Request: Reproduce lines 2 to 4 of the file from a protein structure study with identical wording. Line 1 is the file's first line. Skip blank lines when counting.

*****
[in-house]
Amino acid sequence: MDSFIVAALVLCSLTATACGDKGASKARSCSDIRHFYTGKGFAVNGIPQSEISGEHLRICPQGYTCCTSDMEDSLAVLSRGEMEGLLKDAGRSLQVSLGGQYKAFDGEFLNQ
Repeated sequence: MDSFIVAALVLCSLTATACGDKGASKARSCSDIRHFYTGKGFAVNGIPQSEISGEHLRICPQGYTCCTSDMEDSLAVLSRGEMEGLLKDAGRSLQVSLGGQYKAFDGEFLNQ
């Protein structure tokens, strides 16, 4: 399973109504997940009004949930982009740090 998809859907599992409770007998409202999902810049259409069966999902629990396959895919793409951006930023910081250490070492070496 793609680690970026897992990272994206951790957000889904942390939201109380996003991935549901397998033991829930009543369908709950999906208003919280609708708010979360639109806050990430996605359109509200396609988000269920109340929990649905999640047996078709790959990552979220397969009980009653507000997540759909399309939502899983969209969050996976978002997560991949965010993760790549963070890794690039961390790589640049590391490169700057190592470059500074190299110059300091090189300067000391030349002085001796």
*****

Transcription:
Amino acid sequence: MDSFIVAALVLCSLTATACGDKGASKARSCSDIRHFYTGKGFAVNGIPQSEISGEHLRICPQGYTCCTSDMEDSLAVLSRGEMEGLLKDAGRSLQVSLGGQYKAFDGEFLNQ
Repeated sequence: MDSFIVAALVLCSLTATACGDKGASKARSCSDIRHFYTGKGFAVNGIPQSEISGEHLRICPQGYTCCTSDMEDSLAVLSRGEMEGLLKDAGRSLQVSLGGQYKAFDGEFLNQ
């Protein structure tokens, strides 16, 4: 399973109504997940009004949930982009740090 998809859907599992409770007998409202999902810049259409069966999902629990396959895919793409951006930023910081250490070492070496 793609680690970026897992990272994206951790957000889904942390939201109380996003991935549901397998033991829930009543369908709950999906208003919280609708708010979360639109806050990430996605359109509200396609988000269920109340929990649905999640047996078709790959990552979220397969009980009653507000997540759909399309939502899983969209969050996976978002997560991949965010993760790549963070890794690039961390790589640049590391490169700057190592470059500074190299110059300091090189300067000391030349002085001796």